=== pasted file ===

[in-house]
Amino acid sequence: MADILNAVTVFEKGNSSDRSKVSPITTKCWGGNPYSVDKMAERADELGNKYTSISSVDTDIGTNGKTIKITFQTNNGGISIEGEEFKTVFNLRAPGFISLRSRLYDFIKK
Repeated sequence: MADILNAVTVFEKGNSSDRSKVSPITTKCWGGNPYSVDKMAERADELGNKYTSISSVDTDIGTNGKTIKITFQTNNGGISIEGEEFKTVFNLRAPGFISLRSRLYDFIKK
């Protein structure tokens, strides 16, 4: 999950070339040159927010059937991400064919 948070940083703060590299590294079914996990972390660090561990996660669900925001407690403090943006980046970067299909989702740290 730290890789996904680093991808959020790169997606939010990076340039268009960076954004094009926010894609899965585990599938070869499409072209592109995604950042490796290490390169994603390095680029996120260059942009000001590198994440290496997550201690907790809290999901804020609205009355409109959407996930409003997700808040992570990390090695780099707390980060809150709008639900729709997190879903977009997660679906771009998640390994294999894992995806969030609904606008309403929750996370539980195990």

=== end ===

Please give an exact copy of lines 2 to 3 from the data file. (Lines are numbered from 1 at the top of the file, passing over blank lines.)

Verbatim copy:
Amino acid sequence: MADILNAVTVFEKGNSSDRSKVSPITTKCWGGNPYSVDKMAERADELGNKYTSISSVDTDIGTNGKTIKITFQTNNGGISIEGEEFKTVFNLRAPGFISLRSRLYDFIKK
Repeated sequence: MADILNAVTVFEKGNSSDRSKVSPITTKCWGGNPYSVDKMAERADELGNKYTSISSVDTDIGTNGKTIKITFQTNNGGISIEGEEFKTVFNLRAPGFISLRSRLYDFIKK